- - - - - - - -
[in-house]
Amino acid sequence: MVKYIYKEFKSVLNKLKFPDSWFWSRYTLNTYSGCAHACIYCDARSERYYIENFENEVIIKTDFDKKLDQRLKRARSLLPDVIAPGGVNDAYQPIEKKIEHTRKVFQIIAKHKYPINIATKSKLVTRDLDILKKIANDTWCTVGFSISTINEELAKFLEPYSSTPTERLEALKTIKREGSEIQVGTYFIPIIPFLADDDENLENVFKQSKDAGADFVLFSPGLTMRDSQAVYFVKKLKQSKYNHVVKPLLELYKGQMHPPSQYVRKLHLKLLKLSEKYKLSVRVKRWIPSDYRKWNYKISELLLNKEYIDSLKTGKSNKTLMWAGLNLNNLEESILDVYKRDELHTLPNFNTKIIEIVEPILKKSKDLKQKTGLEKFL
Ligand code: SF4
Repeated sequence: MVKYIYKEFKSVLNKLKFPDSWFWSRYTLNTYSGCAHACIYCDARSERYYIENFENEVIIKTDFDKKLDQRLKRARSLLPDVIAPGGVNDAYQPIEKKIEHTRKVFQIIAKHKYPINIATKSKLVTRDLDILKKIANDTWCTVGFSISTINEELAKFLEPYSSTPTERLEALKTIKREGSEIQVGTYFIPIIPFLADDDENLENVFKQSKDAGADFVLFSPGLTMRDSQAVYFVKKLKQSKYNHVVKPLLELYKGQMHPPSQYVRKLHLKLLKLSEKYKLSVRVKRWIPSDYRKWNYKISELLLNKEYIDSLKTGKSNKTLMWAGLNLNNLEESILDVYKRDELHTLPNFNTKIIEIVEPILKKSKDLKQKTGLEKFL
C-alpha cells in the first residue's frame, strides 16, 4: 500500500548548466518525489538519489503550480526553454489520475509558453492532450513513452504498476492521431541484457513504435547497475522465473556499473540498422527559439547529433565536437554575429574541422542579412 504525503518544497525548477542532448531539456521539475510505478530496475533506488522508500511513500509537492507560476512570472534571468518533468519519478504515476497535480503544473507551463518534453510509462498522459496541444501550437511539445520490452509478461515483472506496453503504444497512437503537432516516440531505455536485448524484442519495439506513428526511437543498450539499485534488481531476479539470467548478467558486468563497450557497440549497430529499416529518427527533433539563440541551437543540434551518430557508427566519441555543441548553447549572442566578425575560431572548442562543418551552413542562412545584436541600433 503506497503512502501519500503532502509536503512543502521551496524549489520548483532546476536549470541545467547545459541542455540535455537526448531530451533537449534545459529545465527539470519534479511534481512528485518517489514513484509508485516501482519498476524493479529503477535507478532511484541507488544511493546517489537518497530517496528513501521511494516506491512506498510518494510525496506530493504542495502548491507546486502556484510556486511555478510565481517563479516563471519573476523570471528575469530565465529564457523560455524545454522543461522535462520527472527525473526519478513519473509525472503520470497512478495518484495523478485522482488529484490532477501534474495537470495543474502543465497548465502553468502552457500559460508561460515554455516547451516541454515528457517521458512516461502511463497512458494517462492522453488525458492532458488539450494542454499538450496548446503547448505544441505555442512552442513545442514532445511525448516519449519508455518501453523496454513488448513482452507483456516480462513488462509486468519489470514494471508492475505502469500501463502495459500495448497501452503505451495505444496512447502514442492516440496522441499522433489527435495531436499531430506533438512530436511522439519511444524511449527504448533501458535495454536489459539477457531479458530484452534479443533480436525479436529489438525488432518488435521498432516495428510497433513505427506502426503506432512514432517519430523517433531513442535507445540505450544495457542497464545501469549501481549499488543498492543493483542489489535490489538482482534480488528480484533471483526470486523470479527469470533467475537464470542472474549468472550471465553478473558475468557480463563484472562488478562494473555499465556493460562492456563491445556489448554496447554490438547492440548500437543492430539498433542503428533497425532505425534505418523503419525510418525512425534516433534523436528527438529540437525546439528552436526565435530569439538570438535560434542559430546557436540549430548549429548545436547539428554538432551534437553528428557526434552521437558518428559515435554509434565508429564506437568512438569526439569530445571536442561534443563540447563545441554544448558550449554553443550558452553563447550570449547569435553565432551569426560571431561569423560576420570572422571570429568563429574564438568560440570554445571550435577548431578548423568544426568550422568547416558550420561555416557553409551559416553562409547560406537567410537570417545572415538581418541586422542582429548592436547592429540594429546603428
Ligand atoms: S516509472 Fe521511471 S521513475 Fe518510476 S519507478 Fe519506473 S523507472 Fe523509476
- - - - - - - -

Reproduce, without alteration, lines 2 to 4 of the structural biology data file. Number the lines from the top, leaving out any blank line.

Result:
Amino acid sequence: MVKYIYKEFKSVLNKLKFPDSWFWSRYTLNTYSGCAHACIYCDARSERYYIENFENEVIIKTDFDKKLDQRLKRARSLLPDVIAPGGVNDAYQPIEKKIEHTRKVFQIIAKHKYPINIATKSKLVTRDLDILKKIANDTWCTVGFSISTINEELAKFLEPYSSTPTERLEALKTIKREGSEIQVGTYFIPIIPFLADDDENLENVFKQSKDAGADFVLFSPGLTMRDSQAVYFVKKLKQSKYNHVVKPLLELYKGQMHPPSQYVRKLHLKLLKLSEKYKLSVRVKRWIPSDYRKWNYKISELLLNKEYIDSLKTGKSNKTLMWAGLNLNNLEESILDVYKRDELHTLPNFNTKIIEIVEPILKKSKDLKQKTGLEKFL
Ligand code: SF4
Repeated sequence: MVKYIYKEFKSVLNKLKFPDSWFWSRYTLNTYSGCAHACIYCDARSERYYIENFENEVIIKTDFDKKLDQRLKRARSLLPDVIAPGGVNDAYQPIEKKIEHTRKVFQIIAKHKYPINIATKSKLVTRDLDILKKIANDTWCTVGFSISTINEELAKFLEPYSSTPTERLEALKTIKREGSEIQVGTYFIPIIPFLADDDENLENVFKQSKDAGADFVLFSPGLTMRDSQAVYFVKKLKQSKYNHVVKPLLELYKGQMHPPSQYVRKLHLKLLKLSEKYKLSVRVKRWIPSDYRKWNYKISELLLNKEYIDSLKTGKSNKTLMWAGLNLNNLEESILDVYKRDELHTLPNFNTKIIEIVEPILKKSKDLKQKTGLEKFL